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Sages and Pages

Post: Welcome

Do You Remember Me? Part I

I heard that song.

The culprit was choosing to shuffle all of my liked songs on Spotify. I was sitting on the couch, one leg under the other, reading Americannah. The windows were open, bringing the smell of the outdoors indoors. I was perfectly peaceful, and my mind was fully absorbed in imagining Chimamanda Ngozi Adichie's words when the song changed.

Then, I was 30 years younger, and so was he. My fingers felt the metal door handle of a 1987 Oldsmobile Firenza. I felt the tightness of uncertainty in my muscles. A deep crevice opened in my chest, fearing this would be the last time I drove him home. The sun set as we talked in my car and Jeff Buckley sang "The Last Goodbye." It was an omen. I remembered crying on my drive home, the night enveloping me with a sense of anonymity.

It was amusing to have been so instantly brought back to a decades-old hurt. My friend said, "Well, songs can do that." as we reminisced about our youth. Unlike him, she knew me then, and she knows me now.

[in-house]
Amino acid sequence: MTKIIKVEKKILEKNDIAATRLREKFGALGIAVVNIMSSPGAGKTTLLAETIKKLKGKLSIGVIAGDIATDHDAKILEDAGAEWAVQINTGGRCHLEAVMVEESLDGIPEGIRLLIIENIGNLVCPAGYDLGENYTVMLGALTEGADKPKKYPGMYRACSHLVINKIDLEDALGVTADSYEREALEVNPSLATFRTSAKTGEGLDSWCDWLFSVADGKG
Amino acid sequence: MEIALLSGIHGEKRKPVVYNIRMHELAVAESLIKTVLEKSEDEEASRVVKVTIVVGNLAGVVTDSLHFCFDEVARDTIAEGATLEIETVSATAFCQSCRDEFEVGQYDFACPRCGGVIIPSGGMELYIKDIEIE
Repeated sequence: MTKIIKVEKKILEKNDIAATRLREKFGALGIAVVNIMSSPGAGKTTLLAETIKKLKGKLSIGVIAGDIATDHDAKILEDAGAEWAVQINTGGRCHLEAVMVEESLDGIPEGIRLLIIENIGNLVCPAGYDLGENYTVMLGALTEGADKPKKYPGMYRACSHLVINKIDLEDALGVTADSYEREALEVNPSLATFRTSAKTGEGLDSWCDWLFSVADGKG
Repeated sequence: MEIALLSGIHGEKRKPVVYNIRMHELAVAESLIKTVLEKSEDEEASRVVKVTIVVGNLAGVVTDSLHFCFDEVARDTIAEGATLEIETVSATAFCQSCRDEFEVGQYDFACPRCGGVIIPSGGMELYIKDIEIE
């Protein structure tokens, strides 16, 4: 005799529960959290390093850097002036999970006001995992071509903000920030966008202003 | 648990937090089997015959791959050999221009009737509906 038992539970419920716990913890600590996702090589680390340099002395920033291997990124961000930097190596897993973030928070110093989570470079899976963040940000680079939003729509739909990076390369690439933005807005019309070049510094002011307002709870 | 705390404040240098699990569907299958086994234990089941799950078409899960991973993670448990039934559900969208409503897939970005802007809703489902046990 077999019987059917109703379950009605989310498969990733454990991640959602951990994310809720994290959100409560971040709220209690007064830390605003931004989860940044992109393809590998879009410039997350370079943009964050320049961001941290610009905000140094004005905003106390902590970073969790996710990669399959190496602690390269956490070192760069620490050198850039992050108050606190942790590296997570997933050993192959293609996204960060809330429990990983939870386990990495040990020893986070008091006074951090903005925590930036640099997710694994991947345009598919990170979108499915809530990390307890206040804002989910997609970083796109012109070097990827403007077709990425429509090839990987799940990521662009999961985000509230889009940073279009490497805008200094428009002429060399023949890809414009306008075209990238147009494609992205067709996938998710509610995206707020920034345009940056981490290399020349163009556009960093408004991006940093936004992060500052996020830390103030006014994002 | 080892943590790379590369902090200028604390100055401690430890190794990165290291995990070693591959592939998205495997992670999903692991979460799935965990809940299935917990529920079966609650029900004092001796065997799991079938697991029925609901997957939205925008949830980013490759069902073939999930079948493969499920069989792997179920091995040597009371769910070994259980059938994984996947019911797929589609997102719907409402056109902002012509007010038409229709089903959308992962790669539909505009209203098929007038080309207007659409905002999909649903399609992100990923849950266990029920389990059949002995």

I'm not in love with him anymore, yet I rarely listen to that song. And it is a great song. That same friend advised me, "You should just play it on repeat for a week; it will help make new memories for it." I nod in agreement but know I won't do that because I want to be caught off guard like that again.

I don't want to give up that part of me that knows what it feels like to be 16. The intoxicating mixture of uncertainty, fear, sadness, hopefulness, and excitement because my whole life is ahead of me instead of behind me. My wistfulness is about him, and it is about an older woman yearning for a time when her freedom outweighed her responsibility. It occurred to me that maybe he thinks of me, too. I wonder if he mourns our youth together.

This feeling of missing is not a dull ache I carry with me; it arrives unexpectedly and leaves quietly, never drawing attention when it closes the door. Like a baby playing peek-a-boo, I will forget it exists until it reappears.

I like to think that we all carry these experiences around as we load our groceries and do our dishes. I want to believe we all have younger pieces of ourselves just waiting for the right moment to remind us who we have been and who we are. I imagine we are all threads held in the spiderweb of someone's mind; this interconnectedness through experience and memory creates something larger. I hope that our love, however fleeting, doesn't disappear even apart.

Most of all, I hope we remember.


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